The other thing I'd say, Hamish, is that 80 per cent of people are, at least in China so far where we know most of people with the virus do only have a mild infection or indeed no symptoms at all. But there is the severe end of the spectrum and that's why we're taking this one seriously. About 5 per cent of people end up severe illness and, as you know, unfortunately over 2000 people have died now from this virus. 

HAMISH MACDONALD:

Obviously many people listening this morning would have seen the very disturbing videos that have emerged on social media from China of individuals, of families being effectively rounded up, hauled off the streets, screaming. 

Interestingly, earlier this week when I spoke to Raina MacIntyre from the Kirby institute she said that similar powers actually exist here in Australia. Can you explain for people listening this morning, what power authorities have when they suspect someone might be carrying this virus?

PROFESSOR PAUL KELLY:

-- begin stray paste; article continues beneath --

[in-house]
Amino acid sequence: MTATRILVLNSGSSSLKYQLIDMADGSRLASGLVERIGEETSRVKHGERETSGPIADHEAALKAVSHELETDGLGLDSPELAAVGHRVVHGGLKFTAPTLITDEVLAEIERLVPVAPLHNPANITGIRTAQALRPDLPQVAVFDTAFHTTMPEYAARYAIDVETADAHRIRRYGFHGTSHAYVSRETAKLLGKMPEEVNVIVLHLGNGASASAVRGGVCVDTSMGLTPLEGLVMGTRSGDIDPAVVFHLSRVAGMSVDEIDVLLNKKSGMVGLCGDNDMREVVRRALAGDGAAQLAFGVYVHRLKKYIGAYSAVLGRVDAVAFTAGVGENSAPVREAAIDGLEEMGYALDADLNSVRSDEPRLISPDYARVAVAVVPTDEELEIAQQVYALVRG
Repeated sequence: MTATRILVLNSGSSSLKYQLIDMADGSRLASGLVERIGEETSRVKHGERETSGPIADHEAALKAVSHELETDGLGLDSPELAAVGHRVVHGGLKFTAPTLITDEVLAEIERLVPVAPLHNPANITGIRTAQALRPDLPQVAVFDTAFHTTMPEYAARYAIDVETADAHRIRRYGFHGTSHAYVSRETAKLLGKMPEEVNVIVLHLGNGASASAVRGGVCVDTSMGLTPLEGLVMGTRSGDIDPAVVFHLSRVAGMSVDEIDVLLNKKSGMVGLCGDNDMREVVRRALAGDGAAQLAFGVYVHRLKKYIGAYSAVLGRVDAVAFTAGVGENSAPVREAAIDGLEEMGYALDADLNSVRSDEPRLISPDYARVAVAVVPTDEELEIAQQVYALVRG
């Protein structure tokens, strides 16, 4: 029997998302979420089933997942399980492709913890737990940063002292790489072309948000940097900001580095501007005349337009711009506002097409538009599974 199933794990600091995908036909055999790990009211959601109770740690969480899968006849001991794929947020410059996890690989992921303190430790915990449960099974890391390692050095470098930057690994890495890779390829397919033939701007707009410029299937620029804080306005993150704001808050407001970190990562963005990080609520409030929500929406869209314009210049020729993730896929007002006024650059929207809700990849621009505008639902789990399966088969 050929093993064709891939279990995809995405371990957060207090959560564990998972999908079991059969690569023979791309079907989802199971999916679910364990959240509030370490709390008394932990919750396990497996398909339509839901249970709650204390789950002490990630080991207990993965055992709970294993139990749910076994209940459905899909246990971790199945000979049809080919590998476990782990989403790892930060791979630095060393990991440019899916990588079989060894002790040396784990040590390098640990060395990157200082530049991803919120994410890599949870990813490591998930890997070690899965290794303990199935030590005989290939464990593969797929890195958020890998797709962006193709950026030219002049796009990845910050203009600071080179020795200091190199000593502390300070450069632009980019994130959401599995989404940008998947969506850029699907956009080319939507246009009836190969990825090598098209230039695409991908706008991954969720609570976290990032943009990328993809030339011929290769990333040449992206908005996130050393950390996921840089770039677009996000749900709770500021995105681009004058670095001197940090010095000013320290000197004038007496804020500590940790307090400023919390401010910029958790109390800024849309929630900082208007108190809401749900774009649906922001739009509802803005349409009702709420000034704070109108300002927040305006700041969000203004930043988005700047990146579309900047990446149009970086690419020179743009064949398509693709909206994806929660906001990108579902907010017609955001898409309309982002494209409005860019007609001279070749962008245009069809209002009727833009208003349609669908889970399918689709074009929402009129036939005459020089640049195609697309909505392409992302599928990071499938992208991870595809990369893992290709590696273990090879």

Well, I can assure listeners we won't be dragging people off like those disturbing scenes. However, Professor MacIntyre's correct that all states and territories and the Commonwealth biosecurity legislation do give certain powers in relation to quarantine. And when requests for people to not- stay in their house do not come to fruition then there are powers there. 

But look, I've worked in this field for almost 20 years and as the Chief Health Officer in the ACT I- those powers were available to me as a statutory officer, I never used them. Persuasion and talking to people, explaining and supporting people is definitely the way to go and it needs to be a proportionate response.

HAMISH MACDONALD:

But there is the authority to keep people in quarantine even if they say:I'm done, I want to leave, I want to go home.

PROFESSOR PAUL KELLY: